How MVHS students are tackling the problem of eating disorders during a pandemic through the creation of a simple journal style app.

By: ANgelina Alex Roopa

Having to social distance because of the widespread fear of COVID-19 and unable to enjoy the “high school experience,” many of us were discontent with the pandemic and all of its limits. Sophomore Liana Khorasani describes her experiences with COVID-19 as they apply to students throughout the Silicon Valley.

“Students all over the Bay feel frustrated because of how difficult it is to learn virtually without any face to face interaction,” Khorasani said. “Without the dances and socials that are typically hosted, it’s even harder to persevere through.” 

While most of us struggle with time management and motivation, a silent majority’s struggles are overlooked during  quarantine, as they feel as if they had nowhere to go and no one to confide in. For those spiraling into an eating disorder or those barely recovering from one, the ongoing quarantine has turned into a living nightmare. In a study done by psychologists at the University of Munich, out of 150 patients who had just been discharged from an outpatient center in 2019, almost 70 percent of them reported having feelings about their eating habits, shape and weight concerns, drive for physical activity, loneliness, sadness, and inner restlessness being increased during the lockdown. Being stuck with their own negative thoughts has been extremely challenging for those who had recently overcome their eating disorders, but those who had either recently developed one due to the stress of our current situation were the ones struggling silently. 

According to the National Association of Anorexia Nervosa and Associated Disorders, in the United States alone, over 28.8 million individuals have or are struggling with an eating disorder and many of us are unaware or apathetic to the different manifestations, shapes and sizes that eating disorders come in. There are 4 main disorders that are commonly seen: Anorexia Nervosa, Bulimia Nervosa, Binge Eating Disorder and Avoidant Restrictive Food Intake Disorder (ARFID).

Each disrupts one’s day to day life and interferes with both the emotional and physical aspects of one’s health. The National Centre of Eating Disorders recognizes the “Five Phases of Restrictive Eating” that are most commonly seen in patients who are developing and recovering from an eating disorder. In Stage One, most patients hear a voice in their head that convinces them to lose weight because it will help them feel better.

Stage Two is similar to Stage One which is why it is hard to distinguish when someone has transitioned between the two. The voice in their head continues to push them, telling them that they have not reached their end goal yet.

As they segway into Stage Three, their thoughts start to turn obsessive and depressive, snapping at those who offer help.

 In Stage Four, the patient becomes aware of their condition and starts the road to recovery, acknowledging that the process will take a while but they are willing to do what it takes to recover.

Finally in Stage Five, the patient has been working towards recovery, but has mostly strayed away from the behaviors exhibited in Stages Two and Three.

Most patients are still hyper sensitive and emotionally vulnerable to their illness, and sometimes they can start to retain behaviors from the past when put under extreme amounts of stress. Although the reactions to stress varies, those who are not able to find healthy coping mechanisms and experience frequent bouts of lower self esteem or self confidence, are much more susceptible to eating disorders.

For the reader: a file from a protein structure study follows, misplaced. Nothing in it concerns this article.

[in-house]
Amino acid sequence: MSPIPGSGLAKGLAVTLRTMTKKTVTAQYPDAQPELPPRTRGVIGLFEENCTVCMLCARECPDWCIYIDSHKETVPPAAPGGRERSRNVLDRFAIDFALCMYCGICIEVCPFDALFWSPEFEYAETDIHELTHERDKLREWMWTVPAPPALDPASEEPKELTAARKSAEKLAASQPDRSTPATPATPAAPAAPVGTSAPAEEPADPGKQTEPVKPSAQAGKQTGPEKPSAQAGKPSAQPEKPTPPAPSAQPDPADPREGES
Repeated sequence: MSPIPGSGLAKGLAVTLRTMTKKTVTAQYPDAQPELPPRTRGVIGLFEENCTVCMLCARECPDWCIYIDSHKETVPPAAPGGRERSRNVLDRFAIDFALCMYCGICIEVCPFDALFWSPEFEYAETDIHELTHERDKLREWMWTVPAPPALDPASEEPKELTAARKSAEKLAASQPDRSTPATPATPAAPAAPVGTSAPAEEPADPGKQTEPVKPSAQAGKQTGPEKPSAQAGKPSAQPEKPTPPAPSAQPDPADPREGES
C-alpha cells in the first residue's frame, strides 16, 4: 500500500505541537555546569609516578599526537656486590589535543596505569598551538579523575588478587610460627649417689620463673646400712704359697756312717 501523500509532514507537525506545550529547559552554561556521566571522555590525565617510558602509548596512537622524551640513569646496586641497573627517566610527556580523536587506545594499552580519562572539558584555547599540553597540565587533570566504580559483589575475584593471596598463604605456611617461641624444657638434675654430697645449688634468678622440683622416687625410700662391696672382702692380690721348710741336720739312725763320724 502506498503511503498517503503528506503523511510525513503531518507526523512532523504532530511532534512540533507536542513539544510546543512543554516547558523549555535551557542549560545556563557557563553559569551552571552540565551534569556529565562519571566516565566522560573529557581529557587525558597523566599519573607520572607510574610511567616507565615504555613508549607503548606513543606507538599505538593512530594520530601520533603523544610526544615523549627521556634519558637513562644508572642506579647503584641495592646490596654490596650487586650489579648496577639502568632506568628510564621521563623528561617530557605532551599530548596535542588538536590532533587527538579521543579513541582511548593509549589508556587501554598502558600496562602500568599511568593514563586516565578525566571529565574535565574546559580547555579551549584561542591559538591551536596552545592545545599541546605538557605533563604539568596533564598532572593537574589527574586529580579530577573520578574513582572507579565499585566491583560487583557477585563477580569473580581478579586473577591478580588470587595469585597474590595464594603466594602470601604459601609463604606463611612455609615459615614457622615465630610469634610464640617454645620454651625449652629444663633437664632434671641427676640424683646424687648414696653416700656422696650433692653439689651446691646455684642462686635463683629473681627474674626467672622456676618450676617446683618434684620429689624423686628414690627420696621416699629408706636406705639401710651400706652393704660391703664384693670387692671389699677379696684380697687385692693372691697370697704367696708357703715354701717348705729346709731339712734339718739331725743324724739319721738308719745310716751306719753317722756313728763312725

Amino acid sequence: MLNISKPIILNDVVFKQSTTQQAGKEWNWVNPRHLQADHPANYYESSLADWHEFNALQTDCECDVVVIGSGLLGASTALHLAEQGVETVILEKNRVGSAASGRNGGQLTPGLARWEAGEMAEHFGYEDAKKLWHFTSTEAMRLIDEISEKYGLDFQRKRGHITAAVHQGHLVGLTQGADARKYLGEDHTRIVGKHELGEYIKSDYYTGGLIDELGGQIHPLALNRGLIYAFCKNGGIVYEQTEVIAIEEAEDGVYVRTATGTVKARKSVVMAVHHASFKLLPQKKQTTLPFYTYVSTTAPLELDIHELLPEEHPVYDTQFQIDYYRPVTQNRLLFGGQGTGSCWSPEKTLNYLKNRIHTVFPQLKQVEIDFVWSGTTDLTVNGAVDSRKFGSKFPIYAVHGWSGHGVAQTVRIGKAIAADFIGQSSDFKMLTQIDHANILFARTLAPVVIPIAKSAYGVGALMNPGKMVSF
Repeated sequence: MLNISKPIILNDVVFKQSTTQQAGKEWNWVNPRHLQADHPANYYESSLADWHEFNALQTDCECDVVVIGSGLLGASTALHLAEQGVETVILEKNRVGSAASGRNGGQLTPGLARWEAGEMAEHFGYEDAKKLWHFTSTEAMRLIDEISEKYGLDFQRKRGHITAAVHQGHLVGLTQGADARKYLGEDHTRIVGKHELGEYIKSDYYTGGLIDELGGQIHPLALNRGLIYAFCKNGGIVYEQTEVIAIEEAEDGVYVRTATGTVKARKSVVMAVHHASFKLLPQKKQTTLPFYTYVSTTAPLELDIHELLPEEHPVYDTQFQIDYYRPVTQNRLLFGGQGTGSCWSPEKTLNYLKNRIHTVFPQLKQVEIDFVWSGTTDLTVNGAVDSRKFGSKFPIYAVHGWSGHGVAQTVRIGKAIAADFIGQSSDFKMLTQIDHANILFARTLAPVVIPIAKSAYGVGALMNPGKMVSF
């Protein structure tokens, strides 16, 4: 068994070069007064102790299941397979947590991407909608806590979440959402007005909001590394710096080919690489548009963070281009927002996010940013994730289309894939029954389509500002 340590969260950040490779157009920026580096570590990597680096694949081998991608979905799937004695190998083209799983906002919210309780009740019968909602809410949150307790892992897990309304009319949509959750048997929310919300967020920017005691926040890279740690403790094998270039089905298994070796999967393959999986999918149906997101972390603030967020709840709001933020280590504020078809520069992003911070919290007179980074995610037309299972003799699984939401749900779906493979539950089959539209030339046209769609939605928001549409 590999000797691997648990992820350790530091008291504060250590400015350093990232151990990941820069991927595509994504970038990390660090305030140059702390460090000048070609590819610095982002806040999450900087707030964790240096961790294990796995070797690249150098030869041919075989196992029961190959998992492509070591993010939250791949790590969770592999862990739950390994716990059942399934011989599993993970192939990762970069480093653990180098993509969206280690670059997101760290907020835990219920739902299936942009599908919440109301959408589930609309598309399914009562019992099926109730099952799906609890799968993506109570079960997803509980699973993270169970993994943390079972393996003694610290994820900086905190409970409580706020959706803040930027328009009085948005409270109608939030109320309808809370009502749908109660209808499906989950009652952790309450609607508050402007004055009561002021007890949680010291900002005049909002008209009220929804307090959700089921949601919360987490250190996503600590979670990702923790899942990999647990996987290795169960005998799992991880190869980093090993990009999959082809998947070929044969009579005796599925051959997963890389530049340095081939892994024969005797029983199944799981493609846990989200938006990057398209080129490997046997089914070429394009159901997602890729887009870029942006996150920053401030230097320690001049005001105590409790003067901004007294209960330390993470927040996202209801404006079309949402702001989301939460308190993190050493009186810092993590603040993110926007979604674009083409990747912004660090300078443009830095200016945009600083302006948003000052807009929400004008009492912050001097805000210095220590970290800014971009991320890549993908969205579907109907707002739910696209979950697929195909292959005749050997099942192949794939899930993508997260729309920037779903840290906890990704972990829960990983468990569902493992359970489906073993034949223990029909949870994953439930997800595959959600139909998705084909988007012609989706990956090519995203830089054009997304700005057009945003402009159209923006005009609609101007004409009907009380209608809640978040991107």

These disorders mainly affect the younger generation, with data from the National Eating Disorder Association suggesting that those around the ages of 15 and 24 are the most susceptible to eating disorders. To counteract the high rates of young adults who experience this illness, family-based therapy has had a high success rate when the intervention takes place early on in the process. With therapy, many therapists have been able to address the psychological component of the disorder, while also helping them express their emotions much more freely. Patience and sensitivity from the patient’s therapist helps to really uncover the emotional pain that is the root of the eating disorder, but with the rise of the coronavirus, therapists have not been able to connect with their clients as easily as before.

Michelle Mangiardi, an Associate Professional Clinical Counselor for the Bay Area Clinical Associates discusses the effects of the pandemic on her practice and how she has been overcoming the challenges posed by the pandemic.

“I mean, really, the biggest [challenge]…is the energy in the room that you have in therapy. It’s really hard to create that over the screen…you don’t get the same energy in the room as you would in person. So you lose that element of the therapeutic setting,” Mangiardi said.

Some of the frequent challenges that she has faced while keeping in touch with patients online, and moving towards a more tele-health oriented approach. Using Google Meets and Zoom to stay in touch with her clients, she elaborates on how exhausting it is for her teenage clients to constantly be on and off calls for both school and therapy, but also on how hard it is to gauge where their patients with disordered eating are in their process.

“Yeah, with eating disorders…you can’t really determine where they are,” Mangiardi said. “You can’t have someone come in and maybe get weighed like they would in a doctor’s office in person, you can’t really assess them in person. So it’s a scary, scary thing for some patients with different types of health issues. But you do the best you can.”

“Yeah, with eating disorders…you can’t really determine where they are,” Mangiardi said. “You can’t have someone come in and maybe get weighed like they would in a doctor’s office in person, you can’t really assess them in person. So it’s a scary, scary thing for some patients with different types of health issues. But you do the best you can.”